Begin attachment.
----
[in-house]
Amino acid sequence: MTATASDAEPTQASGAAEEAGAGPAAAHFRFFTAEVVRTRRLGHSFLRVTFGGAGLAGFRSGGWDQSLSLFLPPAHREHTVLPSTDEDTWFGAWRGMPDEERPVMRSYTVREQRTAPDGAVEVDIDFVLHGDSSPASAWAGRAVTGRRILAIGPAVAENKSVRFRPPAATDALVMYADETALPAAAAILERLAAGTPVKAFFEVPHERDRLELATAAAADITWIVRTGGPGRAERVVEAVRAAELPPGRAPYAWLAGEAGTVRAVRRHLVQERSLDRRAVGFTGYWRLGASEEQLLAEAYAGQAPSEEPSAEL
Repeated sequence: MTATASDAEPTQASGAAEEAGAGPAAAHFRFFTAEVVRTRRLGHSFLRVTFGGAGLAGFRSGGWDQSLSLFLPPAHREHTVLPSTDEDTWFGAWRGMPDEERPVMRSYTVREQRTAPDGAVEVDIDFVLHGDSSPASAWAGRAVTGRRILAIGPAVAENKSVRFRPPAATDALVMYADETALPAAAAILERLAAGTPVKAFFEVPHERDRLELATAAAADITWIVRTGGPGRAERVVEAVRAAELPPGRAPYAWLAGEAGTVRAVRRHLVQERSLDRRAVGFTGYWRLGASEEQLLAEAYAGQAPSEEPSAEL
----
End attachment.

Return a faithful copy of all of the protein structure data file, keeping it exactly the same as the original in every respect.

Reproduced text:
[in-house]
Amino acid sequence: MTATASDAEPTQASGAAEEAGAGPAAAHFRFFTAEVVRTRRLGHSFLRVTFGGAGLAGFRSGGWDQSLSLFLPPAHREHTVLPSTDEDTWFGAWRGMPDEERPVMRSYTVREQRTAPDGAVEVDIDFVLHGDSSPASAWAGRAVTGRRILAIGPAVAENKSVRFRPPAATDALVMYADETALPAAAAILERLAAGTPVKAFFEVPHERDRLELATAAAADITWIVRTGGPGRAERVVEAVRAAELPPGRAPYAWLAGEAGTVRAVRRHLVQERSLDRRAVGFTGYWRLGASEEQLLAEAYAGQAPSEEPSAEL
Repeated sequence: MTATASDAEPTQASGAAEEAGAGPAAAHFRFFTAEVVRTRRLGHSFLRVTFGGAGLAGFRSGGWDQSLSLFLPPAHREHTVLPSTDEDTWFGAWRGMPDEERPVMRSYTVREQRTAPDGAVEVDIDFVLHGDSSPASAWAGRAVTGRRILAIGPAVAENKSVRFRPPAATDALVMYADETALPAAAAILERLAAGTPVKAFFEVPHERDRLELATAAAADITWIVRTGGPGRAERVVEAVRAAELPPGRAPYAWLAGEAGTVRAVRRHLVQERSLDRRAVGFTGYWRLGASEEQLLAEAYAGQAPSEEPSAEL